Apple Gatekeeper Bypass Opens Door for Malicious Code

Researcher Patrick Wardle will demonstrate a Mac OS X Gatekeeper bypass that exploits a weakness in the Apple OS that allows signed apps to execute malicious code.

Gatekeeper is Mac OS X’s guardian against rogue applications and malware sneaking into Apple’s famous walled garden. It’s also been a favorite target of researchers and advanced attackers desperate to gain control of Apple devices.

Tomorrow at Virus Bulletin in Prague, researcher Patrick Wardle, director of research at Synack, will demonstrate a Gatekeeper bypass he’s been cooking up for some time. Wardle told Threatpost he has shared his findings with Apple, which is reportedly working on a short-term mitigation until a full patch can be pushed out to users.

The problem is that Wardle’s bypass could require some re-architecting of the operating system to fully address the design weakness being exploited.

Gatekeeper performs a number of checks on apps before it allows one to execute on an Apple machine. For example, it will not allow code to execute that’s not signed with an Apple developer certificate or if it’s not downloaded from the App Store. But what Gatekeeper fails to do, Wardle said, is check whether an app runs or loads other apps or dynamic libraries from the same or relative directory.

Gatekeeper signs off only on the first static check and trusts the application is secure and behaving accordingly. Wardle said that an attacker could trick the user into downloading a signed and infected app from a third-party source, or if in a man-in-the-middle position, for example, could load a malicious library into the directory over an insecure HTTP download, and gain that initial foothold onto the machine.

In the case of his exploit, Wardle found signed Apple binaries that he used to craft his attack, which would take the form of a DMG file (Apple disk image file) he tricks the user into downloading, for example. The user is presented with a traditional app icon that when executed looks for the malicious executable in the same DMG file and executes that.

gatekeeper bypass

“It’s not super complicated, but it effectively completely bypasses Gatekeeper,” Wardle said. “This provides hackers the ability to go back to their old tricks of infecting users via Trojans, rogue AV scams or infect applications on Pirate Bay. More worrisome to me is this would allow more sophisticated adversaries to have network access. Nation states with higher level access, they see insecure downloads, they can swap in this legitimate Apple binary and this malicious binary as well and man-in-the-middle the attack and Gatekeeper won’t protect users from it anymore.”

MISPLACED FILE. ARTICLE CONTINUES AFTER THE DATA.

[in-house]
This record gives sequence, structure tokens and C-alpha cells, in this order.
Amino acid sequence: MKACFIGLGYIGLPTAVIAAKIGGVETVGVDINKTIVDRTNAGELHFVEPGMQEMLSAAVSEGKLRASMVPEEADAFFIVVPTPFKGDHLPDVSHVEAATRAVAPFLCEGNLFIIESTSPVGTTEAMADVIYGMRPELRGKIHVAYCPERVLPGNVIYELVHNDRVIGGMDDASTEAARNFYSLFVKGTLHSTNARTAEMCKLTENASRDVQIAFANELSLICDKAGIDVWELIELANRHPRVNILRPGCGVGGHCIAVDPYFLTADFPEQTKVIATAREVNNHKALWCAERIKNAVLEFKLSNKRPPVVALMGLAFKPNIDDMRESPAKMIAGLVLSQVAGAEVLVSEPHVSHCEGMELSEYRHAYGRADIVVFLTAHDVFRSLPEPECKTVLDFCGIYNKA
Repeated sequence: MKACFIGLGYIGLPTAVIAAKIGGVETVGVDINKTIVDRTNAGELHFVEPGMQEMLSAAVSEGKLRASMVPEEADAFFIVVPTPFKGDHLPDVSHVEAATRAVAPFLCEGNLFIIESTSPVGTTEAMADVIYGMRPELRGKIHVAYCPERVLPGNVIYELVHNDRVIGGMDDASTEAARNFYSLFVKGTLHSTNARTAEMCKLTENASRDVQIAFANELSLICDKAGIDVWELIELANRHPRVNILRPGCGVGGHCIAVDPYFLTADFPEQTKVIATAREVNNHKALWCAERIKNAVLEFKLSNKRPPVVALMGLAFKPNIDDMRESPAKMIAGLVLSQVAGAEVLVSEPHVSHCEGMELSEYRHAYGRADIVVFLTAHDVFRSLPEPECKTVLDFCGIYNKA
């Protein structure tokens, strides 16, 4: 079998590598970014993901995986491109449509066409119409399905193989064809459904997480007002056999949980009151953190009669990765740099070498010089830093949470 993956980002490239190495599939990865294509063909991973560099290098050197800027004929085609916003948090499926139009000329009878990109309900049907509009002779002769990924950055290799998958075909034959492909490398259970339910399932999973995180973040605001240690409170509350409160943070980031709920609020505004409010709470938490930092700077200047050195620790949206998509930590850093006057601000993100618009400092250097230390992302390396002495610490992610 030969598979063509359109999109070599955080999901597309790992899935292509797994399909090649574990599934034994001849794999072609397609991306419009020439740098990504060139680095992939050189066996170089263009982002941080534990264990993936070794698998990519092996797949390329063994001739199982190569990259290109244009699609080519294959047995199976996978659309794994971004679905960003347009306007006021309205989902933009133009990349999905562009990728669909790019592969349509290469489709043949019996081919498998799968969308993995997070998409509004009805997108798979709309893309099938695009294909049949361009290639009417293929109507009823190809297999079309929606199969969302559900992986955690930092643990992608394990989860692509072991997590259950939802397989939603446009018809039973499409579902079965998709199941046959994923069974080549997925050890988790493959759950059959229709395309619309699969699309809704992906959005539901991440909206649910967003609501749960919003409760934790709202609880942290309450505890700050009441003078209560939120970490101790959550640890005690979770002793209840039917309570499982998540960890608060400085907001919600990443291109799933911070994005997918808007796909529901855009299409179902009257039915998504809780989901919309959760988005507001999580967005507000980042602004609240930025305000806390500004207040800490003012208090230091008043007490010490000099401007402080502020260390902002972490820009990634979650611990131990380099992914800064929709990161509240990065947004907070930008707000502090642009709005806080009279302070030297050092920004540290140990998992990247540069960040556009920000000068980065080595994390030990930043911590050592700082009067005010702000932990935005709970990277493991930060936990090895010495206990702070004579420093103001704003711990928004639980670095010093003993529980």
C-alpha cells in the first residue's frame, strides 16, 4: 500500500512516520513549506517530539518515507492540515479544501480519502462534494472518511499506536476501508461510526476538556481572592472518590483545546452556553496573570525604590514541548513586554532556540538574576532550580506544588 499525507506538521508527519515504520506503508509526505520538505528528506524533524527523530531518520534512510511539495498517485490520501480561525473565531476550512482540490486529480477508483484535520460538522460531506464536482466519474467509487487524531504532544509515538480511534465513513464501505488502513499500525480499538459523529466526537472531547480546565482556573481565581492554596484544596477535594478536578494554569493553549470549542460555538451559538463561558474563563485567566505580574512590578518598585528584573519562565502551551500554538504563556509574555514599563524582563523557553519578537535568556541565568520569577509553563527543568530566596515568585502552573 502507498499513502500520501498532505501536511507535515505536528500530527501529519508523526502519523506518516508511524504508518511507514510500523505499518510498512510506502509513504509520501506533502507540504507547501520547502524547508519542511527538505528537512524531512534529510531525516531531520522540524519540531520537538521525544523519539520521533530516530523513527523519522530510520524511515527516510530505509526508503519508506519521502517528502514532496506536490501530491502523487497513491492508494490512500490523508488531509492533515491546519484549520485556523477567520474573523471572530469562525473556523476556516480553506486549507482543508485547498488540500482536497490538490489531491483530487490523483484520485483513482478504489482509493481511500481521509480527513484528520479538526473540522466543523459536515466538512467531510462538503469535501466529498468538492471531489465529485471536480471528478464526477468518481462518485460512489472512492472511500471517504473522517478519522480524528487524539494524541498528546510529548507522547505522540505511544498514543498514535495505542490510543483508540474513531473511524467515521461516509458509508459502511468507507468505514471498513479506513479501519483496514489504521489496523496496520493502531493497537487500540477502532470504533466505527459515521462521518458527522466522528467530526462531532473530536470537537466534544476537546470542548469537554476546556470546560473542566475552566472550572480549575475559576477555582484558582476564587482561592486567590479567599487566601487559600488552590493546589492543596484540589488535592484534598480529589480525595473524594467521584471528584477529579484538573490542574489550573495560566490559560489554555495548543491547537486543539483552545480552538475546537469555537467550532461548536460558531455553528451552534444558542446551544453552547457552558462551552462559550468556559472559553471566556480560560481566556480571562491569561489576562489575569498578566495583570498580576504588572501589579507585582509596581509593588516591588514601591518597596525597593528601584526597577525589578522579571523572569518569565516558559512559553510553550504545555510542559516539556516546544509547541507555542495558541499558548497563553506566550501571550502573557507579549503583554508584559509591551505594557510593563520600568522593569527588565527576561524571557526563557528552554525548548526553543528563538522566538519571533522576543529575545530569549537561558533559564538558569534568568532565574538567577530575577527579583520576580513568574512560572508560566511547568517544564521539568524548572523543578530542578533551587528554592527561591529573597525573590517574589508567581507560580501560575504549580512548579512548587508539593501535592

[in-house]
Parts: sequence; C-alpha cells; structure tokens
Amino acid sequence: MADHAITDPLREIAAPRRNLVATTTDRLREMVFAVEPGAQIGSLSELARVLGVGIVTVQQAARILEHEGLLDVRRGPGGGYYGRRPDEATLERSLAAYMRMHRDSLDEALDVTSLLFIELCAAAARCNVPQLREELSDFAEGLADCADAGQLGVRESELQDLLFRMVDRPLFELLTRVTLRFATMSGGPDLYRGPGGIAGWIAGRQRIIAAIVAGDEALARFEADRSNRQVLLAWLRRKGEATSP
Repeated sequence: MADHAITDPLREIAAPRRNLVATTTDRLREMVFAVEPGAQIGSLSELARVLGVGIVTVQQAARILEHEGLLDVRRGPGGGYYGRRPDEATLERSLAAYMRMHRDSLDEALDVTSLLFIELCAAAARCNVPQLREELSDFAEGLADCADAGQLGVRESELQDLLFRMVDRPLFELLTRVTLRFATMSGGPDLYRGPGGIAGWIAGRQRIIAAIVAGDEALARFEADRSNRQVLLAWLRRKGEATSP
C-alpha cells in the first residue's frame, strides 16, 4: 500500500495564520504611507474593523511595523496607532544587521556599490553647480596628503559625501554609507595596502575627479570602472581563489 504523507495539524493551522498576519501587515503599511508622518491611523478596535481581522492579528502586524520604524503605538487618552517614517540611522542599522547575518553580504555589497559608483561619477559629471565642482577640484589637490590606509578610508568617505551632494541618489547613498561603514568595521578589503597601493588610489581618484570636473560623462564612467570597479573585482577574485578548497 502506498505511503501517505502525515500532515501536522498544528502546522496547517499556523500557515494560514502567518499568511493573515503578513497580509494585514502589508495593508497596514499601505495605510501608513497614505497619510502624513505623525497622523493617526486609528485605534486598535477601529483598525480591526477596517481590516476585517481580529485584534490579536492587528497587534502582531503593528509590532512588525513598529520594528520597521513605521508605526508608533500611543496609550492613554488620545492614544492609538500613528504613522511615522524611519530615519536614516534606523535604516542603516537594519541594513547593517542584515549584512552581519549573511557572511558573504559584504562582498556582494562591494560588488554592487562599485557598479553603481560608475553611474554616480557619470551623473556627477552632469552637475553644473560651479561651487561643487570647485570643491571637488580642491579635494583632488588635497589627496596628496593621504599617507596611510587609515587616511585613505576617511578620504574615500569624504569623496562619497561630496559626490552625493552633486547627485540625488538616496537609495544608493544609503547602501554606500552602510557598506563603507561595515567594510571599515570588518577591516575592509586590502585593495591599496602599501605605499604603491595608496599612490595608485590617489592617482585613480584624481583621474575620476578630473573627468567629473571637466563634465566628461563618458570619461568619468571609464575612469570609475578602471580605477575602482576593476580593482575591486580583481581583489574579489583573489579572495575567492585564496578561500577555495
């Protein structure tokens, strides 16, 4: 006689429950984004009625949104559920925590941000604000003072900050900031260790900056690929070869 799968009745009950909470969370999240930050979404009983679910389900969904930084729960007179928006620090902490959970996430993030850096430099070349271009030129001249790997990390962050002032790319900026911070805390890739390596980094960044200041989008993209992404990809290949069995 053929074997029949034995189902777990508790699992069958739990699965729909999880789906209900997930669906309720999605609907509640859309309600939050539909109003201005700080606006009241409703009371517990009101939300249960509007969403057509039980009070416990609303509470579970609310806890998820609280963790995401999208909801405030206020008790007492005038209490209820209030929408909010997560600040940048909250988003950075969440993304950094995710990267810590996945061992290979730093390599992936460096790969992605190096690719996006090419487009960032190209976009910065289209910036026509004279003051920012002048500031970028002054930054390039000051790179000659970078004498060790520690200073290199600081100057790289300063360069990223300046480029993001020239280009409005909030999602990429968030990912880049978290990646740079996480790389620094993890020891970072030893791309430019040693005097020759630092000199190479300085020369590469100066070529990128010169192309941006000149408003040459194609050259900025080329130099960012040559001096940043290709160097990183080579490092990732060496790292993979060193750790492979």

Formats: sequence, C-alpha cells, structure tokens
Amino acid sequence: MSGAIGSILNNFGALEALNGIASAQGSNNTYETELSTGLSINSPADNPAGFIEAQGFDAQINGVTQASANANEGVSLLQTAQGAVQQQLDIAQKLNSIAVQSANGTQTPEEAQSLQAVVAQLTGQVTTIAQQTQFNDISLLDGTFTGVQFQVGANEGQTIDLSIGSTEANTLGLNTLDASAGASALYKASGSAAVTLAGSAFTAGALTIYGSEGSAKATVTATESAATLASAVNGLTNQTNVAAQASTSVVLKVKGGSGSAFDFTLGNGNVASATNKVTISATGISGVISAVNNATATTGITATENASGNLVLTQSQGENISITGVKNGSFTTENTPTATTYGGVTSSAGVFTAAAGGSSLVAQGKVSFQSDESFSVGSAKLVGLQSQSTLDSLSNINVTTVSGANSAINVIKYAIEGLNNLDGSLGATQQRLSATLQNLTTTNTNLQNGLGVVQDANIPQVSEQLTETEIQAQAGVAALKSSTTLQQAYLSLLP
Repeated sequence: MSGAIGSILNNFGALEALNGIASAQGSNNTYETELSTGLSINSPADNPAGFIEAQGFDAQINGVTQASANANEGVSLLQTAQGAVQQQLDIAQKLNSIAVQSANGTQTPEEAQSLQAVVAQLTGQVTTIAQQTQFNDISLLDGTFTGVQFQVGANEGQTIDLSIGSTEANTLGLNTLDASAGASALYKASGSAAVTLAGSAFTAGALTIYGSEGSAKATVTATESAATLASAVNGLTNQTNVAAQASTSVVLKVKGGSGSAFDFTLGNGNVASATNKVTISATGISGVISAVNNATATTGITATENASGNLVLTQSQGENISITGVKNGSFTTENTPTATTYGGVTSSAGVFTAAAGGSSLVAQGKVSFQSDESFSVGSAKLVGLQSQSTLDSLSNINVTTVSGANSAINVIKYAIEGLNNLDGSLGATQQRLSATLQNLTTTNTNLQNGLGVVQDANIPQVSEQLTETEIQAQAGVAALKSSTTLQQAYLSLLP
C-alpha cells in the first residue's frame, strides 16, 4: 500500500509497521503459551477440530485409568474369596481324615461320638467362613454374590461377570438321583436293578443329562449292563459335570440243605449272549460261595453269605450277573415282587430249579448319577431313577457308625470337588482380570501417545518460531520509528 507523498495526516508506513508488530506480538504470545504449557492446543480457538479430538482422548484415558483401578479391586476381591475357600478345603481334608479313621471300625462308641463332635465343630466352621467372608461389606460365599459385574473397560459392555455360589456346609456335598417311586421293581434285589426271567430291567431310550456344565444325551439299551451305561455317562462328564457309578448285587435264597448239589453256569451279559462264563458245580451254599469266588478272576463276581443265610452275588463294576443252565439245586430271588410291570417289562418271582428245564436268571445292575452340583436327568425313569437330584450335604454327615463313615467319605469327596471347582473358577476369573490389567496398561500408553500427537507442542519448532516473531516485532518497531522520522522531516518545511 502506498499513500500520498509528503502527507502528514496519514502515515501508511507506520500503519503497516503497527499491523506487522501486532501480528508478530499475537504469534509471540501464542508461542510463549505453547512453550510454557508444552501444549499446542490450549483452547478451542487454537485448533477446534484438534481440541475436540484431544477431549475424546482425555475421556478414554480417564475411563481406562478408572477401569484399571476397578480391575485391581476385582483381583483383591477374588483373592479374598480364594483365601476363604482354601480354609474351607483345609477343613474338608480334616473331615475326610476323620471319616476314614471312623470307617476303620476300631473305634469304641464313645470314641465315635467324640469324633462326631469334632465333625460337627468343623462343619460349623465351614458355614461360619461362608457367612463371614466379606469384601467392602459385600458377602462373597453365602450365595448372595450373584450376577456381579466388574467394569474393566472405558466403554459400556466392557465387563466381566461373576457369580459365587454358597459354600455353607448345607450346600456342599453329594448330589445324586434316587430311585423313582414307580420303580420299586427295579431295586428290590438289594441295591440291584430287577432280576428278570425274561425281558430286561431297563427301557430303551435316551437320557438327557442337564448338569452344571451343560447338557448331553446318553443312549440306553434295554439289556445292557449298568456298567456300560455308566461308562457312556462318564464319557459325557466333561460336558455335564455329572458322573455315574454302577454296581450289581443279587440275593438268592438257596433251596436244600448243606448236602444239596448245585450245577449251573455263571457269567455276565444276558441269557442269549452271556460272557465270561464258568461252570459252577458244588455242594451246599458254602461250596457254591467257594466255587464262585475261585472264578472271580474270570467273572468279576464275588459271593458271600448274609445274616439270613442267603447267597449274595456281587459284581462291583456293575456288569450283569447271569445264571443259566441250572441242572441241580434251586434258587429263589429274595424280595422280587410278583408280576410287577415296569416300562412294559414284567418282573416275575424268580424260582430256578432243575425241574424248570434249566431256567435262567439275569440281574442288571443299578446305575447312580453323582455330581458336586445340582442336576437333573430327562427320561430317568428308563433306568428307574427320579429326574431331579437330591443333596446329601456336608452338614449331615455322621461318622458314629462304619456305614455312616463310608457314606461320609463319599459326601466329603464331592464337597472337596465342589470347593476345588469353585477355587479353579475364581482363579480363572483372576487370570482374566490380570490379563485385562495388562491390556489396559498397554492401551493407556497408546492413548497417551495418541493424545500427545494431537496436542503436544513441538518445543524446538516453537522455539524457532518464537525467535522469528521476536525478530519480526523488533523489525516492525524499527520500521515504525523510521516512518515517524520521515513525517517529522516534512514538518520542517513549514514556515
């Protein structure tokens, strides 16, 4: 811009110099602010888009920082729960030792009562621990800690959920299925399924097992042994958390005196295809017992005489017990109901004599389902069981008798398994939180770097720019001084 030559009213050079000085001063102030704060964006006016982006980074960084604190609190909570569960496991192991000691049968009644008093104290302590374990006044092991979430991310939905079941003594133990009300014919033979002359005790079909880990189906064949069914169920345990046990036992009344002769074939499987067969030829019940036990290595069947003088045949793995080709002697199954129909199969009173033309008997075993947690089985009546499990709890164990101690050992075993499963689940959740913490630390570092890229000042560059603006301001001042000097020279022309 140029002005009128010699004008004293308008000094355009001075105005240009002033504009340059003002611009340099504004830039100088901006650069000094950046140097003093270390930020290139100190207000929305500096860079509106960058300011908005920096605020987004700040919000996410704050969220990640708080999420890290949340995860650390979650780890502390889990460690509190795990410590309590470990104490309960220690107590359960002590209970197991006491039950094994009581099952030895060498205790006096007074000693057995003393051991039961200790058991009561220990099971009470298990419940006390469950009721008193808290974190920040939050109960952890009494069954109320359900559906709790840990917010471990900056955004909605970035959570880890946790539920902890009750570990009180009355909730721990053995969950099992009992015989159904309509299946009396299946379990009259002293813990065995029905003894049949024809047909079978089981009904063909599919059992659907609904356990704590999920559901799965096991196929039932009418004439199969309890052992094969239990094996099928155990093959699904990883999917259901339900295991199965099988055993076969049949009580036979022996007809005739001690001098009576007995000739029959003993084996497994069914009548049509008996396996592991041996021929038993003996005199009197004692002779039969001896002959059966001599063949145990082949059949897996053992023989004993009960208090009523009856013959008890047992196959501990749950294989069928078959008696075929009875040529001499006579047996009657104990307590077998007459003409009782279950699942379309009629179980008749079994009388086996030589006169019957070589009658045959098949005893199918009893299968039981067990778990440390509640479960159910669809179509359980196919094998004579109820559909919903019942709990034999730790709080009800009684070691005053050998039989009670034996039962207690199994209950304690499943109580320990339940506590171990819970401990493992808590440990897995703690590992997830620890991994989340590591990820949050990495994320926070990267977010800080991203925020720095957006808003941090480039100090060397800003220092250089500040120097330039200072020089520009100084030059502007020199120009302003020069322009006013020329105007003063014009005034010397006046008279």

Wardle, who demonstrated Apple dylib hijacking attacks at CanSecWest this year, said he tested his attack on Yosemite versions of OS X, but believes this affects all versions, including El Capitan, the upcoming release. Wardle said his attack worked on the most recent beta version of El Capitan, released recently to developers and he was still able to bypass Gatekeeper.

“In my opinion, Gatekeeper is a good idea. Apple touts it as one of the cornerstones of their security posture as why Macs are more secure. But the reality is that sure Gatekeeper can protect naïve users from lame attackers, but sophisticated adversaries, I don’t think Gatekeeper is a stumbling block at all,” Wardle said. “It’s not really a bug, but a limitation of Gatekeeper. I think fixing this requires significant code changes. It’s not like they can just patch a buffer overflow with an extra check. This will take some significant changes.”

Until Apple fixes the vulnerability, users should take care in download apps only from trusted sources and over HTTPS in order to ward off the potential for man-in-the-middle attacks. Wardle said he’s not aware of attacks similar to his being used in the wild, but cautioned that Gatekeeper isn’t keeping nation state adversaries awake at night.

Ironically, in the case of Wardle’s attack, applications don’t necessarily look for apps or libraries in other directories; it’s not common app behavior. He believes one way to approach fixing this is for Apple to perform a runtime check when executables start or libraries are load that determines if it’s from an untrusted source online or from Apple.

“If the application or dynamic library is from the Internet, let’s check to see if it conforms to the users’ settings, make sure it’s signed or from the App Store. We could do that, and that would generically stop an attack,” Wardle said. “When the Apple trusted executable launches the second executable that is unsigned and untrusted, their runtime hook would detect that. They already have a framework in place where they’re hooking runtime executions and examining things; I think they could extend it further to validate that.”

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